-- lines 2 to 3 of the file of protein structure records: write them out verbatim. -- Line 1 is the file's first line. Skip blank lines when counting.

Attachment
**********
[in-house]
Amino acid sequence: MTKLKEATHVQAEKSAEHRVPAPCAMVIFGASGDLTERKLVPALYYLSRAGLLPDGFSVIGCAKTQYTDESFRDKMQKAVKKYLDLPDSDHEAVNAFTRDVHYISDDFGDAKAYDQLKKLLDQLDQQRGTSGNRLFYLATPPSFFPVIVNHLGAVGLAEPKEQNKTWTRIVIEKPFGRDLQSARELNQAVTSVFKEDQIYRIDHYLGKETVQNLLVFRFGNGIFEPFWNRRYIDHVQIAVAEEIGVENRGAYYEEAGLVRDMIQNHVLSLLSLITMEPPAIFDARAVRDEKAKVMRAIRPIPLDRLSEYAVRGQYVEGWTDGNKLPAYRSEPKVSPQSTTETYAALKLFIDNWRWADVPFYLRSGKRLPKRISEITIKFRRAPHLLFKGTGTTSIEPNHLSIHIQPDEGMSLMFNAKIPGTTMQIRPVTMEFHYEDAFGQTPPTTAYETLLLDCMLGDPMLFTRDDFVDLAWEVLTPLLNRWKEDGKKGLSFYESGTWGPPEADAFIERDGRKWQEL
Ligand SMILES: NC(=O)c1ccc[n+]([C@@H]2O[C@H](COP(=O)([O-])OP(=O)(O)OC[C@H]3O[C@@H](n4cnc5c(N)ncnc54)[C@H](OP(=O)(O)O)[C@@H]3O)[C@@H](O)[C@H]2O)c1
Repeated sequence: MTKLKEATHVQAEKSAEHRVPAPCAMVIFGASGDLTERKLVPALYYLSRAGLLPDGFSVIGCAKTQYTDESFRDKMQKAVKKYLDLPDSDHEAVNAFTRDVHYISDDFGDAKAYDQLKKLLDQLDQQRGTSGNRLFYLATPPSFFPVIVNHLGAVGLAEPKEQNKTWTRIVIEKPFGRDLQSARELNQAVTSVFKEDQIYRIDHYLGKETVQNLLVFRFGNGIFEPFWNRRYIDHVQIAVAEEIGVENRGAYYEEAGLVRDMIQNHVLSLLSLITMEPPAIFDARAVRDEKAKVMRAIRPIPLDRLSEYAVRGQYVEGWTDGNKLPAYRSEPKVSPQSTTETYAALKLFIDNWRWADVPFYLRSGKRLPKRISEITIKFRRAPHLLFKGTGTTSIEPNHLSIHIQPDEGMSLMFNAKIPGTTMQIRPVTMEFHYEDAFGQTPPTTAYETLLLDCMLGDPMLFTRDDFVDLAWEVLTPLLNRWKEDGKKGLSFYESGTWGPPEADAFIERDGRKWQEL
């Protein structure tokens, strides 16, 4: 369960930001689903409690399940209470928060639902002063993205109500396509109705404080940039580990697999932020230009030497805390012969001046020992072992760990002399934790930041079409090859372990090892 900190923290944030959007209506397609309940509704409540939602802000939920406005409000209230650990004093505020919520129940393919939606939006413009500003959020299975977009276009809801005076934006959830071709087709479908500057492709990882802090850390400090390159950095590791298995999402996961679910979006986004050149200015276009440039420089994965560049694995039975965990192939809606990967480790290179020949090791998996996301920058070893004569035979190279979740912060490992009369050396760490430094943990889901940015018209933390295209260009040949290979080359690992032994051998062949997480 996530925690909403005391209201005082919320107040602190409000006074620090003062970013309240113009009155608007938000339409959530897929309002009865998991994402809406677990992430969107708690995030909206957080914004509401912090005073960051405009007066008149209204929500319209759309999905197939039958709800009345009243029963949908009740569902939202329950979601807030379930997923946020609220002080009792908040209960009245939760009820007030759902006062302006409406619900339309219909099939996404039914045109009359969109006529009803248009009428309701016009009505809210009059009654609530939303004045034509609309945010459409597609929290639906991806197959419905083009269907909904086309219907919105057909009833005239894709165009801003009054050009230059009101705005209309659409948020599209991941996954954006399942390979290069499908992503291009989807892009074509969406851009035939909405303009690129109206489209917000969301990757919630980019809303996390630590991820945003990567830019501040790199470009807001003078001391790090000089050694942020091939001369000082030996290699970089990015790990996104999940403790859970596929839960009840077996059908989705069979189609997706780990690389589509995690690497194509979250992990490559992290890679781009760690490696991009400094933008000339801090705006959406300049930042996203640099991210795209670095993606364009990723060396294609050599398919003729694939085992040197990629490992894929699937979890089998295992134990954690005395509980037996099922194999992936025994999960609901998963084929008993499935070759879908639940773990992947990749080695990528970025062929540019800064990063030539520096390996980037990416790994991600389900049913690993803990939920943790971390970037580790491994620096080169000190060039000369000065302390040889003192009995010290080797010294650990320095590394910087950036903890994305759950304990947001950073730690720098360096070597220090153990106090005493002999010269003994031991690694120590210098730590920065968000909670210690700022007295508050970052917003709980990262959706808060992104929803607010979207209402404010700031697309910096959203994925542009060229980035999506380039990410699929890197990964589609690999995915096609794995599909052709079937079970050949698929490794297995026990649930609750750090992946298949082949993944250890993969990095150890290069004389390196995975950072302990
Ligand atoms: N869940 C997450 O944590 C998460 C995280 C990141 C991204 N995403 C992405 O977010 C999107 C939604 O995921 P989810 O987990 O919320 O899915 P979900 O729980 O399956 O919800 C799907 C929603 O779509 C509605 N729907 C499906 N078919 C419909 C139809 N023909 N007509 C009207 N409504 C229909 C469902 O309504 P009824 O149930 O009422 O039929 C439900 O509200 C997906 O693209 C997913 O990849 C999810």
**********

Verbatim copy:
Amino acid sequence: MTKLKEATHVQAEKSAEHRVPAPCAMVIFGASGDLTERKLVPALYYLSRAGLLPDGFSVIGCAKTQYTDESFRDKMQKAVKKYLDLPDSDHEAVNAFTRDVHYISDDFGDAKAYDQLKKLLDQLDQQRGTSGNRLFYLATPPSFFPVIVNHLGAVGLAEPKEQNKTWTRIVIEKPFGRDLQSARELNQAVTSVFKEDQIYRIDHYLGKETVQNLLVFRFGNGIFEPFWNRRYIDHVQIAVAEEIGVENRGAYYEEAGLVRDMIQNHVLSLLSLITMEPPAIFDARAVRDEKAKVMRAIRPIPLDRLSEYAVRGQYVEGWTDGNKLPAYRSEPKVSPQSTTETYAALKLFIDNWRWADVPFYLRSGKRLPKRISEITIKFRRAPHLLFKGTGTTSIEPNHLSIHIQPDEGMSLMFNAKIPGTTMQIRPVTMEFHYEDAFGQTPPTTAYETLLLDCMLGDPMLFTRDDFVDLAWEVLTPLLNRWKEDGKKGLSFYESGTWGPPEADAFIERDGRKWQEL
Ligand SMILES: NC(=O)c1ccc[n+]([C@@H]2O[C@H](COP(=O)([O-])OP(=O)(O)OC[C@H]3O[C@@H](n4cnc5c(N)ncnc54)[C@H](OP(=O)(O)O)[C@@H]3O)[C@@H](O)[C@H]2O)c1